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BUFFALO BILL IN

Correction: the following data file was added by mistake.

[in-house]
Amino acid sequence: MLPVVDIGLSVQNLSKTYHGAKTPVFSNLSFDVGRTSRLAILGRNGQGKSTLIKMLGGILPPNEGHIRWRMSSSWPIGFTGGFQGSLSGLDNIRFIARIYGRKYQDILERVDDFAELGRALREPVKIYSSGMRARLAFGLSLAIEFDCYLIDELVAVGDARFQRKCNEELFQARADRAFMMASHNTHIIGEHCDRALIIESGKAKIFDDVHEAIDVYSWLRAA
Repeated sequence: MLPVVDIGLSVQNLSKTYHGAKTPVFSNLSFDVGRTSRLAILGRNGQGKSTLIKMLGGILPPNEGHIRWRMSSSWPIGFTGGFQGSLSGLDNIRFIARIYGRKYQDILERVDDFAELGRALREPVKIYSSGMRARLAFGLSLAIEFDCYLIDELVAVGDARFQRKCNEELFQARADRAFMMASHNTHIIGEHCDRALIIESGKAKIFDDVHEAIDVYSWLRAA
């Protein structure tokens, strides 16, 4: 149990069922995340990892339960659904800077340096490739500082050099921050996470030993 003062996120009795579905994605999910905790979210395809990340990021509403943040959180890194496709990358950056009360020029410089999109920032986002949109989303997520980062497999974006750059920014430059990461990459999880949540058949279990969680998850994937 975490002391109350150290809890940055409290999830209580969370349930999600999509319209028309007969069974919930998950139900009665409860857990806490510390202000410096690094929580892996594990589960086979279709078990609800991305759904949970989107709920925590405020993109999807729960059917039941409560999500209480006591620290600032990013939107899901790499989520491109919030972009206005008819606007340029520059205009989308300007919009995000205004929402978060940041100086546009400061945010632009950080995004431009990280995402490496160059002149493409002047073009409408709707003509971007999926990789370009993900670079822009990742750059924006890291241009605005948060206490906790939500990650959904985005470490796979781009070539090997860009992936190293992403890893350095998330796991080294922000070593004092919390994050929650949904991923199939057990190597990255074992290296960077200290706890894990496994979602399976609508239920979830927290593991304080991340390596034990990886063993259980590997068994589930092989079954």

BRONZE ON TRAIL STATUE OF FAMOUS FRONTIERS MAN TO BE UNVEILED AT TOWN OF OODY 'Smoky" Oowhorse, Sent East to Pose as Model for Mrs.' Harry Payne Whitney, the Sculptor; Something of Cody's Career. Within a few months those who travel the old Wyoming trail to the Yellowstone park through the town of Cody, will come upon a bronze statue of the famous frontiersman for whom the town was named— equestrian statue, mounted on a granite terrace and silhouetted against the sky, the rider gazing westward to the Rockies, A remarkable figure was Colonel William F. Cody, better known as an Buffalo Bill; a man whose life was filled with adventure. He \vas, at various times, a rider of the Pony Express when that was the only con nection between the ranches and the rest of the world; a stage driver, cowboy, a hunter, a guide, and an army scout. • He engaged in fights with the Indians, in buffalo hunts, and in thrilling old-fashioned round ups. He always wore "shootin' irons" and seldom missed a target, even when it was in swift motion. He was thoroughly familiar with every nook and cranny of the western plains and mountains, and had hunted over al most every mile. They called him Buffalo Bill be cause of his record in shooting those great beasts, the American bison. He killed more than 4,000 in a year and a half. In fact, the slaughter was so great that it caused a protest. The meat was not wasted, however, for at that time the Kansas Pacific rail road was in the course of construc tion and the buffalo meat was dis tributed to the workmen for food. Wild riding and big game shooting pall a bit as one grows older, so Col. Cody capitalized his experiences by organizing a wild west show, later days he did his cowboylng more or less by proxy, when the great Buffalo Bill himself rode out into the arena! How small boys adored his splendid riding and his handsome figure! It was the traveling show that' made Buffalo Bill popular in eastern America and in Europe. That show was an education in the thrills and a In his But, ah, the thrill hardships of frontier life; it gave vivid pictures of the difficulties of the early pathfinders of the nation and illustrated the courage of pion eers and scouts. The Fourth of July this year is the day chosen for the unveiling of the new statue. The ceremony will be a part of the program of the Cody stampede, an exhibition of.hqrseman shlp and the prowess of the cowboys given yearly by the people of the neighboring ranches. For three days Main street is a mass of life and color, cowboys in chaps and colored shirts, cowgirls in broad-brimmed hats and picturesque riding clothes, Indians in gay blankets. For three days visitors can almost believe that the spirit of the old west has taken possession of Wyoming again, be cause all the features of the '70s are present. Mrs. Whitney's Statue Colonel Cody's granddaughter, Miss Jane Cody Garlow, will unveil the bronze horseman, which is the work of Mrs. Harry Payne Whitney. Standing fifteen feet high and mount ed at a commanding altitude above the surrounding country, Buffalo Bill guards the trail. The statue is considered one of Mrs. Whitney's best. No pains were spared to achieve perfection in every detail; a horse was sent from the old Cody ranch in order that the proper type of model should be available—just such a horse as the cowboy used to ride. Smoky, the model for the statue, was shipped east, and Mrs. Whitney chose the type of rider she wanted and then had the two go through their paces in Central park, while she studied each gesture and pose, selecting and^ rejecting time and again before she found what she believed would convey best the spirit of Colonel Cody's personality. At last visualizing him as reining in his horse to listen for any sound that might be brought on the wind, she caught the desired pose. Because of the size of the statue Mrs. Whitney had to have scaffolds and a revolving platform constructed so that she could move around her subject with ease as she worked. When the question of placing the statue with a suitable background arose, it was deemed necessary to build a special granite platform, which was no small piece of engin eering. Albert R. Ross is the archi tect. Mrs. Whitney made a trip to Cody so that she could see the exact setting of the work when it should be completed. The magnificent gran ite terraces with their horse and rider form the center of a scene which has on one side Rattlesnake Mountain, on the other Cedar Moun tain, both peaks snow-capped through most of the year. A stream of water has been directed into a channel at the base of the terrace as a reminder of Cody's interest in irrigation. The Buffalo Bill American asso ciation, which has General John J. Pershing for its chairman, is finan cing the plan. "sponsors outdoor sport and individ ualism, and alms to Infuse the pres ent generation with the pioneer spirit." Mrs. Whitney's model for the statue has lately been on exhibition In Paris. This association o Helena—Seth Orrin Danner must for the lives of Florence and pay John Sprouse with his own life, ac cording to the decision of the su preme court expressed in an opinion handed down in his appeal from the judgment of the district court Gallatin county, where he was found guilty of the murder of Mrs. Sprouse and sentenced to death. of 33 66 TREASURE STATE QUARTET A G LEWIS R-MHOB85 DT'MALLOY ^ CWtowNF Ï: ■ : : Ô:3 -■ . ■' - . ■ j J j w Prom college glees to standard classics, from church carols to pre Volstead drinking songs, from fin ished concert work to the lighter themes of vaudeville — this is the versatile gamut achieved by the whose quartet, State Treasure varied repertory has captured the hearts of many hearers of Butte and other Montana cities in which they have appeared. This veteran organization of trained vocalists made a distinct im pression last night at the opening show of Bagdad temple, Nobles of the Mystic Shrine, in the new temple auditorium, where they will sing again tonight. As is its custom, the quartet sang two ditties especially composed for the occasion. In one the joys of be ing a fisherman were set forth. In the other the pleasure afforded by this brand-new theater were set forth in rhymed harmony. The four singers comprising the Treasure State quartet are old enough to have outlived the quavering uncer tainties of striplings essaying their first "close harmony" and "barber shop chords" on some convenient corner. Yet they are young enough to have lost none of the necessary "pep" of youth, to which they have added the wellrounded vigor of voice and the assured/musicianship of riper years. "Reading from left to right," as the newspaper captions say, there is "Abe" Lewis, first tenor and one time famous boy soprano of St. Peter's church in Helena, in which city he was born back in well, let "Abe" tell you if he will! his splendid voice, which is frequent ly heard in St. John's church, Mr. Lewis is widely known as one of the most accomplished pianists in the northwest. In addition to YOUNG SINGER OF MERIT IS TOURING THE STATE m m M I * : Miss Mayme Grace is a well known Montana artist. She is tour ing the state with the Mllli enter tainers. Miss Grace has a beautiful and al soprano though young, has studied under the best teachers in the United States. She has sung in vaudeville . a ?£ in the east is known as the "miniature Pat ti.' During the war she was popular among the soldiers of the training camps, gladdening the heart of many a lonesome boy with her sweet sing ing. She sings in four'languages, French, Italian, German and English. She will sing under the auspices of various organizations during her Montana tour, after which she will leave for the east. RADIO and Practical Electricity Any boy through the eighth grade may take a course In Radio and Practical Electricity at BILLINGS POLYTECHNIC INSTITUTE This courge may be combined with regular High School and College work, or the student may take a special course. You may make your own Radio Set while taking your course. Nothing like this ever offered In the West before. A 20% REDUCTION FROM LAST YEAR'S RATES TO THE FIRST FIFTY WHO WRITE IN Write for full information LEWIS T. EATON Director Polytechnic, Mont. Next in order comes Reuben Hobbs, who has been singing second tenor in various Butte quartets for some A graduate of the University years. of Illinois, Mr. Hobbs in college days a valued member of the univers was ity glee and mandolin clubs. Some years ago, when Butte music lovers fewer in number than now, but were more intense in their devotion to mu sical art, Mr. Hobbs sang in company with Jack Thomas, Sam Coup and Fred Sully. One of the frequent en gagements of this quartet was at the home of Mrs. D. J. Hennessy, whose musical evenings are a happy mem ory in the minds of many Butte folk. Mr. Hobbs also sang for some time in St. Patrick's choir. When the mellow tones of the Treasure State quartet's baritone so loist greet the listener's ear, it is with no small degree of pride that Butte people point to this delightful singer as a "home-grown product." Smiling "Dan" Malloy was born and reared in Butte, and educated at the University of Michigan. He sang in the Butte high school quartet, and in 1912-13 contributed greatly to the success of the famous University of Michigan Glee club. Since returning to Butte Mr. Malloy has been singing intermittently with the choir of St. Patrick's church. "Chuck" Towne, who hits the sump when singing bass for this mining city aggregation, affords something of a "comedy relief" to the more seri ous efforts of the quartet. Just as the organization entrusts Its instru mental work to the capable hands of Mr. Lewis, the task of writing jingles appropriate to, and to be sung on spe cial occasions, is entrusted to Mr. Towne, who, being a publicity man, is expected to turn off prose or verse by the yard without turning a hair. But It is ensemble work, rather than in individual achievement, that the quartet really shines. As one critic recently phrased it in a news review , "this quartet sings with fine expression, especially good enun ciation and finished style." "If that is so," one of the quartet remarked when shown this criticism, "it is only because our middle name is Hard Work. On six of the seven days of the week, we rehearse regu larly for an hour or more, because, to paraphrase an old saying about ap ples and doctors, 'An hour a day keeps the discords away.' "—Butte Post. Missoula—A total of 78 fires have denuded nearly 22,000 acres of forest land in western Montana. VIOLINS I represent one of the leading; violin factories in Germany. Importing dir ect gives me an opportunity to offer superior Inducements to buyers. My line includes medium priced violins, and instruments suitable for concert artist. To violin teachers who will order in lots of one-half dozen or more I offer special inducements. Lowest possible prices on high class goods. I specialize in rebuilding violins, repairing, hairing bows, etc. Write today for prices and state your needs in my line. J. O. BATES, Importer, BILLINGS, Two Charles M Russell Books Rawhide Rawlins REAL WESTERN HUMOR WITH 35 PEN DRAWINGS 1 M ,v. Back-Trailing on the Old Frontiers w V '0/u lilltllM \\ "V 14 THRILLING STORIES OUT OF WESTERN HISTORY 14 FULL-PAGE RUSSELL DRAWINGS This is an ideal gift for any boy or girl. It teaches in enter taining fashion much of the great Western country's history— the gold mining days, the fur trapping period and the real story of the open cattle range days in the west. Russell's pictures of by-gone days are alive with action and breathe the very spirit of the times they depict. Any man woman, east or west, will enjoy this book. It is a real Montana gift book. For "Back-Trailing on the Old Frontiers" fill out this Coupon I /is// tJ !//', ~ .V) *5/ or / * .. For "Rawhide Rawlins Stories" fill out this Coupon CHEBLT-RABAN syndicate, GREAT FALLS, MONTANA. Enclosed find $1.10 (check, express or P. O. money order), for which please send me one copy of BACK-TRAILING ON THE OLD FRONTIERS. NAME .-_____- address-- CHMLY-RABAN SYNDICATE, GREAT FALLS, MONTANA. Enclosed find $1.10 (check, express or P. O. money order), for wklek send me one copy of RAWHIDE RAWLINS STORIES. ADDRESS .STATE. C-ITT .STATE. CITY Hamilton—William G. Smith, for mer postmaster at Darby, is dead as the result of injuries received in a runaway accident a few days ago. Dillon—George Palmer and C. C. Mercer, escaped convicts from the state penitentiary at Deer Lodge, were captured near the Red Rock reservoir, several miles east of Lima. Glasgow—Aaron Clauson, aged 30, was killed when he fell from the gas tractor he was operating and was run over by a disc harrow and dragged for a distance. Miles City—A charter has been is sued to the First National bank of this city by the comptroller of the currency. The bank is capitalized for $150,000. G. M. Miles is president and P. W. Edge, cashier of the bank. Hamilton — The body of John Stella was found in the mountains the north fork of Lost river a few days ago. Stella was an old-time trapper, and it is thought he frozen to death last winter. Helena—The opinion of Attorney was REGAL OIL COMPANY t SENATOR J. W. SPEER, Pres. A. F. MAVITY, Sec.-Treas. C. M. M'CUTCHEON, Vice-Pres. NOTICE TO REGAL STOCKHOLDERS ti On account of the recent strikes in: The Foster-Sweeney Oil Well, 220 feet from the REGAL HOLD INGS, and which is a 300-barrel well and increasing, and the Van Meer Oil Well, one-half mile to the west, a 3,000-barrel well, V ✓ REGAL STOCK IS WITH DRAWN FROM THE MARKET The officers of the Company appreciate the liberal support ac corded this issue. Any subscribers inclined to dispose of their stock will please communicate with the officers of the company. THE REGAL OIL COMPANY, By A. F. Mavity, Secretary-Treasurer. i General Rankin that city taxes and special improvement assessments are payable semi-annually, the same as state and county taxes, has been up held by the supreme court. Missoula—Mrs. John Forkenbrock of Missoula, was elected president of the Montana State Federation of Business and Professional Women's clubs at the closing session of the convention. Helena—Seth Orrin Danner must pay for the lives of Florence and John Sprouse with his own life, ac cording to the decision of the su preme court expressed in an opinion handed down in his appeal from the judgment of the district court of Gallatin county, where he was found guilty of the murder of Mrs. Sprouse and sentenced to death. Helena—The 1924 meeting of the Montana Pharmaceutical association will be held in Helena July 14 and 16. One of the matters that will come before the association will be the formation of a larger organiza tion, Including the druggists of Mon tana, Wyoming and Colorado. Legis lative matters will also be consid ered. NOTICE TO STOCKMEN "All sheep shearers, farm laborers, dairy laborers, farm and ranch and stock yard help In general, coming from the State of California into the State of Montana, unless able to fur nish affidavit evidence that they have not been in any district infected with foot and mouth disease, shall be re quired to either discard, wash in boiling water, or subject all of their clothing to a thirty minute formalde hyde gag fumigation, and their shoes and shearing equipment to official disinfection." The above quotation Is from the governor's proclamation and Montana Livestock Sanitary Board Regulation No. 50, pertaining to foot and mouth disease. It is requested by the Mon tana Livestock Sanitary Board that stockmen and all persons in charge of sheep shearing pens co-operate with the board and see that this pro vision is complied with. Equipment soaked in a five per cent Cresol Com pound solution for five minutes will be considered safe. W. J. BUTLER, Executive Officer, Montana Livestock Sanitary Board.